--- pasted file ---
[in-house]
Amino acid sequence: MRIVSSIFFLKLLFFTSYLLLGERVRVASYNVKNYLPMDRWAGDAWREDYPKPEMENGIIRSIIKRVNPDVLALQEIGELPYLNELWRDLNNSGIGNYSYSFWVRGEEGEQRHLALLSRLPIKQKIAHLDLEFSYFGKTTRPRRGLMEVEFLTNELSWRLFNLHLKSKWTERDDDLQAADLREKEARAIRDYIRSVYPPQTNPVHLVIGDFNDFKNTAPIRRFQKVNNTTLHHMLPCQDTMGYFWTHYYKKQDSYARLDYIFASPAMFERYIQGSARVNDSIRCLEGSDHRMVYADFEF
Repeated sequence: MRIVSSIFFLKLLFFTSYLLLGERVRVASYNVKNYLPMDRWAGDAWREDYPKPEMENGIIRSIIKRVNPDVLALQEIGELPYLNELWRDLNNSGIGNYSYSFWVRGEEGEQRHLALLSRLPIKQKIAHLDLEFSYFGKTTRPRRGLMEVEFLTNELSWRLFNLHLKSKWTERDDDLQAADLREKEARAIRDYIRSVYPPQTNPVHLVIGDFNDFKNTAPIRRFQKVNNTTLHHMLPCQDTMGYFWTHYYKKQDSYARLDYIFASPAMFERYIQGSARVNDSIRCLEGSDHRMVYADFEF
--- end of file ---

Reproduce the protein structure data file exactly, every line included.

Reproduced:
[in-house]
Amino acid sequence: MRIVSSIFFLKLLFFTSYLLLGERVRVASYNVKNYLPMDRWAGDAWREDYPKPEMENGIIRSIIKRVNPDVLALQEIGELPYLNELWRDLNNSGIGNYSYSFWVRGEEGEQRHLALLSRLPIKQKIAHLDLEFSYFGKTTRPRRGLMEVEFLTNELSWRLFNLHLKSKWTERDDDLQAADLREKEARAIRDYIRSVYPPQTNPVHLVIGDFNDFKNTAPIRRFQKVNNTTLHHMLPCQDTMGYFWTHYYKKQDSYARLDYIFASPAMFERYIQGSARVNDSIRCLEGSDHRMVYADFEF
Repeated sequence: MRIVSSIFFLKLLFFTSYLLLGERVRVASYNVKNYLPMDRWAGDAWREDYPKPEMENGIIRSIIKRVNPDVLALQEIGELPYLNELWRDLNNSGIGNYSYSFWVRGEEGEQRHLALLSRLPIKQKIAHLDLEFSYFGKTTRPRRGLMEVEFLTNELSWRLFNLHLKSKWTERDDDLQAADLREKEARAIRDYIRSVYPPQTNPVHLVIGDFNDFKNTAPIRRFQKVNNTTLHHMLPCQDTMGYFWTHYYKKQDSYARLDYIFASPAMFERYIQGSARVNDSIRCLEGSDHRMVYADFEF